"To me, a mystery is like a magnet. Whenever there is something that’s unknown, it has a pull to it. If you were in a room and there was an open doorway, and stairs going down and the light just fell away, you’d be very tempted to go down there. When you only see a part, it’s even stronger than seeing the whole. The whole might have a logic, but out of its context, the fragment takes on a tremendous value of abstraction. It can become an obsession." — David Lynch
Artist and illustrator Joey Spiotto, aka Joebot (previously featured here and here), has a solo exhibition of over 50 of his awesome pop culture properties reimagined as children’s book covers, entitled Storytime, opening this Friday, August 1st at Gallery 1988 (East) in Los Angeles.
- The Reading Room: How does it feel to have the novel back out in the public eye (with a striking new cover!) for a generation of readers who perhaps missed it the first time?
- James Sallis: Well, considering that almost everyone seems to have missed it the first time, it feels great. Tremendous. The book’s had a tiny group of ardent fans over the years, was even optioned for some time, but it more or less remained among the good dishes you don’t bring out often.
- RR: Tell us about your writing process. Do you have a particular routine – things that you prefer to have in place – or is it more of a free for all? And has it changed over the years?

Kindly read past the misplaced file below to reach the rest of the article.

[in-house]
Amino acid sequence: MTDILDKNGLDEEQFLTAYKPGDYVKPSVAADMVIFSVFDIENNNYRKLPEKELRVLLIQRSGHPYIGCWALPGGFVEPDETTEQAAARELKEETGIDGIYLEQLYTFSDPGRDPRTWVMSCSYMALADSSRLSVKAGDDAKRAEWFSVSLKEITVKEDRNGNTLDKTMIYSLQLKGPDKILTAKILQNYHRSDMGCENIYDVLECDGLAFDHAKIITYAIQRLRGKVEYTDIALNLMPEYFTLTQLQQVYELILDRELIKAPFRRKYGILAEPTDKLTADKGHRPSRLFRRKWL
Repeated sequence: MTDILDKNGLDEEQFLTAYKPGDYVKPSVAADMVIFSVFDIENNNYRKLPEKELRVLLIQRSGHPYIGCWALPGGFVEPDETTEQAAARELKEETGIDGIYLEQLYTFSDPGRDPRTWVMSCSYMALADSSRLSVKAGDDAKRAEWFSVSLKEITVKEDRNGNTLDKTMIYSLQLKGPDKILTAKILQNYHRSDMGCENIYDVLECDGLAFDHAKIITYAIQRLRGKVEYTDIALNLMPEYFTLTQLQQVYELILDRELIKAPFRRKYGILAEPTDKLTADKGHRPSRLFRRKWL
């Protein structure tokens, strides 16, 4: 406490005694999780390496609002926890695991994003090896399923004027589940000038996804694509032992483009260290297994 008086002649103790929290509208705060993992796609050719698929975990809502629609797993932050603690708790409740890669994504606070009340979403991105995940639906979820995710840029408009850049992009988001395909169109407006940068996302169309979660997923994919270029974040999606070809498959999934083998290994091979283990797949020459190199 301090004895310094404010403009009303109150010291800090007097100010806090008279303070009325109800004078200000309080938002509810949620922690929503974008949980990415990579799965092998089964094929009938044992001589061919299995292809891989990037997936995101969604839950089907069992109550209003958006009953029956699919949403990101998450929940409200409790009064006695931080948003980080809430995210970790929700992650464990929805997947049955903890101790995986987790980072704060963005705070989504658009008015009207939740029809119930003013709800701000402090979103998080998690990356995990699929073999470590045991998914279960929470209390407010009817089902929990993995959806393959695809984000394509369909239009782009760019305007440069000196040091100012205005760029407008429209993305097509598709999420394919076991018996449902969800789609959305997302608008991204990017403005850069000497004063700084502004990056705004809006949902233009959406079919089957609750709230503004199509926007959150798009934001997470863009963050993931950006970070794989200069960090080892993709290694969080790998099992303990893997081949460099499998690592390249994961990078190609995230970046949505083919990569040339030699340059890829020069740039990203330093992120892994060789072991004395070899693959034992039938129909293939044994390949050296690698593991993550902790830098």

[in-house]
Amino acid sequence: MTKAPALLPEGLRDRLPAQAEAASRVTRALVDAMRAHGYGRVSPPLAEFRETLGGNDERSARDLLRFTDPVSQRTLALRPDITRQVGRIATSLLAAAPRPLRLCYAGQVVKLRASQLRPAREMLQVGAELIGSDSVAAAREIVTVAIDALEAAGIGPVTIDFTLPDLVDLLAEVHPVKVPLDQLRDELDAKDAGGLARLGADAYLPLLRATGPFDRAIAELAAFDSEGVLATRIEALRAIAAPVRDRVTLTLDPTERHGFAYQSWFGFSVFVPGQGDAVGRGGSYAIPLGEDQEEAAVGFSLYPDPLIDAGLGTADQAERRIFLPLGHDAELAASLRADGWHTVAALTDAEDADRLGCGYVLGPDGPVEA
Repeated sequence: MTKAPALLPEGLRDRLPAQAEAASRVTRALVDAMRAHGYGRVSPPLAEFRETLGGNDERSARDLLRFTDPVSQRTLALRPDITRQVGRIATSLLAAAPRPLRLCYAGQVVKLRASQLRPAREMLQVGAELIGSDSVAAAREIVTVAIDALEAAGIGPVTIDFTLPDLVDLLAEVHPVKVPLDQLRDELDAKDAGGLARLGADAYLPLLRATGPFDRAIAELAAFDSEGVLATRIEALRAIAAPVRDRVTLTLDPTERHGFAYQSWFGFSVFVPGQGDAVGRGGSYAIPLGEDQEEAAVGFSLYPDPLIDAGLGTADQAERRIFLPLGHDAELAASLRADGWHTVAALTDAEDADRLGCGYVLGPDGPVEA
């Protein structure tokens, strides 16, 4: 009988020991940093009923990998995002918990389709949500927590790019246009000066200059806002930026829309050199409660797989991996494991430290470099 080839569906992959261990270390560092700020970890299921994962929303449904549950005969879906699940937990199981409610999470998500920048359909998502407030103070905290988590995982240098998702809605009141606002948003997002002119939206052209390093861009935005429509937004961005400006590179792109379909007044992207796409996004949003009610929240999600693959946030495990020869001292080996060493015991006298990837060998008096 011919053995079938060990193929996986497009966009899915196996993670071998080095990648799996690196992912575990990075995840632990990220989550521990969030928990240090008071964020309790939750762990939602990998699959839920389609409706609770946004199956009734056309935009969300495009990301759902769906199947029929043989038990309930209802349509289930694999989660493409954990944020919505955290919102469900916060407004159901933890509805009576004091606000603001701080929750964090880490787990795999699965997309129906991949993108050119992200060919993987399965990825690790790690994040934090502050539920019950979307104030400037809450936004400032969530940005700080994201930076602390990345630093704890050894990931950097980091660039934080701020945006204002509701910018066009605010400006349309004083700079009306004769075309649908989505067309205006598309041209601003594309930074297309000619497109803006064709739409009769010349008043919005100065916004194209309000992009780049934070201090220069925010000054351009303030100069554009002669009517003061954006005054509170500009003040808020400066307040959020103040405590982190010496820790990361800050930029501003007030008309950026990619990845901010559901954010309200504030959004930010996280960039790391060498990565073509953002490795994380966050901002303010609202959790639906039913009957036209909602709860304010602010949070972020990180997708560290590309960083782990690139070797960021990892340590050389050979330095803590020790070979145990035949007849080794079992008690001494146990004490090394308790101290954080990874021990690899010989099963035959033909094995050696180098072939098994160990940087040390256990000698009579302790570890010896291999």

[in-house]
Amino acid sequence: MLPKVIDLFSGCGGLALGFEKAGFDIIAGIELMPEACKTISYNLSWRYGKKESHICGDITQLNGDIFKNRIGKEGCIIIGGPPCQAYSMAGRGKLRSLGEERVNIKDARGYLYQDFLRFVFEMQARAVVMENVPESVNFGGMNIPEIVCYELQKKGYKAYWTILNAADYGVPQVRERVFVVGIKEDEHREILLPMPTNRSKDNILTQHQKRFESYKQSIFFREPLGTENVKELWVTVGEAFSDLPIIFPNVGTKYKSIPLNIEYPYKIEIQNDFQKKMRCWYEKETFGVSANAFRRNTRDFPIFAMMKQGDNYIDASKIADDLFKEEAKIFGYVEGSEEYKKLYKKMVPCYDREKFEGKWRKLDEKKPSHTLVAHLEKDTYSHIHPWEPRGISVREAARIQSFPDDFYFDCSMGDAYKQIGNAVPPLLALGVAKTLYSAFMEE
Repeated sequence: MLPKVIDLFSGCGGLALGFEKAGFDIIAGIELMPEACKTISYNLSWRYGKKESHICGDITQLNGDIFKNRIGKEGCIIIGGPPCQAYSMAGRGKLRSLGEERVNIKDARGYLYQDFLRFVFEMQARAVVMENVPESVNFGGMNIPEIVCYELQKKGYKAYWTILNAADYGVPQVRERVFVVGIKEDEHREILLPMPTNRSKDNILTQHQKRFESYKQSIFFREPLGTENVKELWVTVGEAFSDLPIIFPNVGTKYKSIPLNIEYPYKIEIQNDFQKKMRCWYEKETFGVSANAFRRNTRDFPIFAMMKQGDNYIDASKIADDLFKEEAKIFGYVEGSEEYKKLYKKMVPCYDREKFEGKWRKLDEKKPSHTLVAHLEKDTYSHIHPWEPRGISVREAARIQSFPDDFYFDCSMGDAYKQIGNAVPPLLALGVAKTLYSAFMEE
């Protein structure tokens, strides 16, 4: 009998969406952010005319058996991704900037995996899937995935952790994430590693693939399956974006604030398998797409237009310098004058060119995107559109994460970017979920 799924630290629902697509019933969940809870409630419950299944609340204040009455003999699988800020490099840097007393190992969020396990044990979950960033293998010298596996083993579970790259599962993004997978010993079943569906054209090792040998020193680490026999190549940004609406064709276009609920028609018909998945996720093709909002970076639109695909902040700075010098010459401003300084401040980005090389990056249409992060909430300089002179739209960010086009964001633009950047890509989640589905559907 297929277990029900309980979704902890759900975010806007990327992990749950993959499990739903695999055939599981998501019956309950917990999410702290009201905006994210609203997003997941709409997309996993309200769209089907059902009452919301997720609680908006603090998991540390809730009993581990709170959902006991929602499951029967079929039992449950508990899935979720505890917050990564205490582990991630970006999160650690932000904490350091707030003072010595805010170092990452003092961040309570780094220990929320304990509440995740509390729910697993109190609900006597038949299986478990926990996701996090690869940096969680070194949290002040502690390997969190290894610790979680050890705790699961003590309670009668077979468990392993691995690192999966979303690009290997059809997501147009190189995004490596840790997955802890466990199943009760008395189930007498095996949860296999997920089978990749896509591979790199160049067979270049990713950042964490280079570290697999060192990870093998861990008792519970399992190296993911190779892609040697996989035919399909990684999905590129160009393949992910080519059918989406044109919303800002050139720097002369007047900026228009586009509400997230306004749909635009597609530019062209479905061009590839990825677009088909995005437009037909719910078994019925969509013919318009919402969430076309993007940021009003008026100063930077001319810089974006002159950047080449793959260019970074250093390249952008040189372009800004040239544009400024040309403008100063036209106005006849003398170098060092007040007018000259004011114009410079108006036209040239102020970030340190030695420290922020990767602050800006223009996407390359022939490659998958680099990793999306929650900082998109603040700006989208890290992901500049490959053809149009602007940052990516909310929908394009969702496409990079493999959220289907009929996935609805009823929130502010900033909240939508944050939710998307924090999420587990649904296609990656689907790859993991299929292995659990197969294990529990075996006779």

- Sallis: The thing I have “to have in place” is butt in chair, and that’s definitely become more difficult over the years. No more three- and four-hour writing jags; I can’t sit for more than forty minutes or so before I’m up, wandering about the house, reaching for a mandolin or guitar. There’s a lot more wandering about in the story itself, too: rummaging, poking it with sticks, seeing what comes to the top.
- RR: What needs to happen on page one of a novel to make for a successful book that urges you to read on?
- Sallis: The writer must lean close to me and whisper “I have something important to tell you.”
“ Depression presents itself as a realism regarding the rottenness of the world in general and the rottenness of your life in particular. But the realism is merely a mask for depression’s actual essence, which is an overwhelming estrangement from humanity. The more persuaded you are of your unique access to the rottenness, the more afraid you become of engaging with the world; and the less you engage with the world, the more perfidiously happy-faced the rest of humanity seems for continuing to engage with it.